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Lyr Req: Johnny Comes Marching Home

DigiTrad:
FIGHTING FOR STRANGERS
JOHNNY I HARDLY KNEW YE
JOHNNY I HARDLY KNEW YOU (2)
WHEN JOHNNY COMES MARCHING HOME


Related threads:
When Johnnie comes marching home (20)
(origins) Origins: Ants Go Marching... (27)
Lyr Req: As Gaeilge: Johnny I hardly Knew you? (7)
New Book-'The Greatest Anti-War Song Ever Written' (19)
Review: Johnny I Hardly Knew Ye (25)
(origins) Origin: Johnny I hardly knew ya (34)
Lyr Req: Johnnie We Hardly Knew Ye (22)
Parody Challenge: The Aunts Go Marching (9)
(origins) Origins: Do we hardly know ye, marching, Johnny?? (2)
Lyr Add: When Johnny comes Hobbling Home (5)
Tune Req: johny comes marching home (whistle (4)
Lyr Req: Johnny I Hardly Knew Ye (4)


Whippoorwill 17 Aug 97 - 09:09 PM
Alison 17 Aug 97 - 09:35 PM
Barry Finn 17 Aug 97 - 09:56 PM
dick greenhaus 18 Aug 97 - 07:23 AM
Alice 18 Aug 97 - 11:42 AM
Andy May 18 Aug 97 - 12:14 PM
Jerry Friedman, jfriedman@nnm.cc.us 18 Aug 97 - 04:53 PM
Dick Wisan 19 Aug 97 - 12:13 PM
Calypso the Dryad 14 Dec 97 - 04:23 PM
Abby Sale 26 Mar 03 - 03:27 PM
GUEST,Q 26 Mar 03 - 04:45 PM
GUEST,Q 26 Mar 03 - 04:48 PM
dick greenhaus 26 Mar 03 - 07:13 PM
nutty 27 Mar 03 - 04:19 AM
Dave Bryant 27 Mar 03 - 09:57 AM
Blackcatter 27 Mar 03 - 12:52 PM
GUEST,Ray Bucknell 27 Mar 03 - 07:25 PM
McGrath of Harlow 27 Mar 03 - 07:32 PM
toadfrog 27 Mar 03 - 08:20 PM
Blackcatter 28 Mar 03 - 12:40 AM
Abby Sale 28 Mar 03 - 02:38 PM
Jeep man 09 Apr 04 - 08:05 PM
Jeep man 20 Aug 04 - 10:05 PM
GUEST 04 May 07 - 06:25 PM
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Subject: Early lyrics to Jonny Comes Marching Home?
From: Whippoorwill
Date: 17 Aug 97 - 09:09 PM

I've always understood "When Johnny Comes Marching Home" to be a song celebrating the North's victory in the War Between the States, but once I heard a song that was supposed to be the forerunner of that one - an old Irish anti-war song.

It had the same tune, but the first verse went something like:

Oh, where's your arm and where's your leg, waroo, waroo,
Oh, where's your arm and where's your leg, waroo, waroo,
Oh, where's your arm and where's your leg,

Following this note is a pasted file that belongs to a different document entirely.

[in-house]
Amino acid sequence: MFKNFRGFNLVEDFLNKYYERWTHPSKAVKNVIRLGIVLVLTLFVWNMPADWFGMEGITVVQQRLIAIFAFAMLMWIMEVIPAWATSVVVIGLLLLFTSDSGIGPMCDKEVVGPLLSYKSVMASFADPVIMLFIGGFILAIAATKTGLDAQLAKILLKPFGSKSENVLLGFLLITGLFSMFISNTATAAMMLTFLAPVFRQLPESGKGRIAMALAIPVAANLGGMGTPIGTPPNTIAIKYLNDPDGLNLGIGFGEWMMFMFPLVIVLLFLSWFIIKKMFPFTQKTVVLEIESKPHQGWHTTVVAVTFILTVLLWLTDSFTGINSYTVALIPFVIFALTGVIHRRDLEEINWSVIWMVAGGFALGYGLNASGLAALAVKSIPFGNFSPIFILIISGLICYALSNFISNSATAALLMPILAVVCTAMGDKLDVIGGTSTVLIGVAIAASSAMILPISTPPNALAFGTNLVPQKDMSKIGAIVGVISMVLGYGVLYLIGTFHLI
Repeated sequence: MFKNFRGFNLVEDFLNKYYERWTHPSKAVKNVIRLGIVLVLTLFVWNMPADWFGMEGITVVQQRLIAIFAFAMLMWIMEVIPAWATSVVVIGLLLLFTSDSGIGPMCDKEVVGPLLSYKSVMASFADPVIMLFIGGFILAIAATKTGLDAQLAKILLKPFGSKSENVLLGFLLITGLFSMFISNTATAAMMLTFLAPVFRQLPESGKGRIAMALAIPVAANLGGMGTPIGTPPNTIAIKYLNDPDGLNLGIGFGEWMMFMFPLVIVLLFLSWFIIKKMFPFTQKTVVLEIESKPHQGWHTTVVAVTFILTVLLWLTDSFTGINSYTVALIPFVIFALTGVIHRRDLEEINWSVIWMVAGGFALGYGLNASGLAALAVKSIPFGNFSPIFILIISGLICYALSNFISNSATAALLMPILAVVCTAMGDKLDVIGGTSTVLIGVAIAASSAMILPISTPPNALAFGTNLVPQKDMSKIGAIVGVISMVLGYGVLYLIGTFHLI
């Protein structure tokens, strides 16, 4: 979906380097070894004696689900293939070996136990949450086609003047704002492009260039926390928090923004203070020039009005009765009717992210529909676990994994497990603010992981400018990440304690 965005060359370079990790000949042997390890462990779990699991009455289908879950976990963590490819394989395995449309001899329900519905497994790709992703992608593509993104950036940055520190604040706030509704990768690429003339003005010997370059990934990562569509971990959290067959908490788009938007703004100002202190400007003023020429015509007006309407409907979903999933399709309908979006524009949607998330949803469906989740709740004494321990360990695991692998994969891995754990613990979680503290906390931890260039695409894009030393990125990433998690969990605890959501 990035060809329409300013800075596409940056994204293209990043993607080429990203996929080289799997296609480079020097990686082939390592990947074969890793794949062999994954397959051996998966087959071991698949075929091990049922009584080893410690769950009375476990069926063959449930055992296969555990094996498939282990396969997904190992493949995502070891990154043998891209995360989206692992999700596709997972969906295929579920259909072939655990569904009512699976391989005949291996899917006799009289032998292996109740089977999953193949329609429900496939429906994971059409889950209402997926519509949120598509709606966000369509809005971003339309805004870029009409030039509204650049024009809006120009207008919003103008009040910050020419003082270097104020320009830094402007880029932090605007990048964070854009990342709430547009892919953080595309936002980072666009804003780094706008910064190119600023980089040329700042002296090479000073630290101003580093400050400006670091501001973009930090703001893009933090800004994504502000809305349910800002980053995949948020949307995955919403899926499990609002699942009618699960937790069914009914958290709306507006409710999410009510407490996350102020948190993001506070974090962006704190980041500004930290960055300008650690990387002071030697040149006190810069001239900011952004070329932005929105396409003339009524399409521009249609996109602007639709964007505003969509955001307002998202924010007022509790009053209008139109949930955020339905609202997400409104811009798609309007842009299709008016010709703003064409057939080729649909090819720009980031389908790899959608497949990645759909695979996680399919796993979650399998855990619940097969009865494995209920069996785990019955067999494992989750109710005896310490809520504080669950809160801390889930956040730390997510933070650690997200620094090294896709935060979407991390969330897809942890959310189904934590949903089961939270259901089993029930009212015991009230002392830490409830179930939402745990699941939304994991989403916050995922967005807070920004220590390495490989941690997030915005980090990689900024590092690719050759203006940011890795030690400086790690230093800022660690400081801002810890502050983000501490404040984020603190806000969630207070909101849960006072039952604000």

You left them (something, something,)
And you'll have to sit with a bowl and beg,
Ah, Johnny, I scarcely knew you.

Does anyone know the background or the rest of the words or both?

Thanks,
Whip


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Subject: RE: Early lyrics to Jonny Comes Marching Home?
From: Alison
Date: 17 Aug 97 - 09:35 PM

Hi

It's in the database as "Johnny, I hardly knew ye,"

In the book "Songs of Ireland" they have written,

"Herbert Hughes, writing in his "Irish Country Songs" (London 1934) says, "Johnny .......is a classic case of a song surviving it's period and presenting a problem for the later folklorist.." His father, whose memories went back to the American Civil War, felt that it belonged to that period and came from the States - having probably been in the repertory of the Christy Minstrels. It had been published in L:ondon in1867, but internal evidence dates it back perhaps to as early as1802, when Irish regiments were extensively recruited for the East India service."

Hope this helps

Slainte

Alison


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Subject: Lyr Add: JOHNNY, I HARDLY KNEW YOU
From: Barry Finn
Date: 17 Aug 97 - 09:56 PM

With your drums & guns & guns & drums, haroo, haroo,
With your drums & guns & guns & drums, haroo, haroo,
With your drums & guns & guns & drums, the enemy nearly slew you.
My darling dear, you look so queer. Johnny, I hardly knew you.

When walking the road from sweet Athrey (sp?), haroo, haroo (2x)
When walking the road from sweet Athrey,
A sick in me hand, a tear in me eye
A doleful damsel I heard cry. Johnny, I hardly knew you.

Where are your legs that used to run...?
Where are your legs that used to run when you went to carry a gun?
Indeed your dancing days are done. Johnny, I hardly knew you.

Where are your eyes that were so mild...?
Where are your eyes that were so mild when my heart you so beguiled?
Why did you run from me and the child? Johnny...

I'm happy for to see you home...
My darling dear, so pale & wan, So low in flesh so high in bone...

You haven't an arm. You haven't a leg...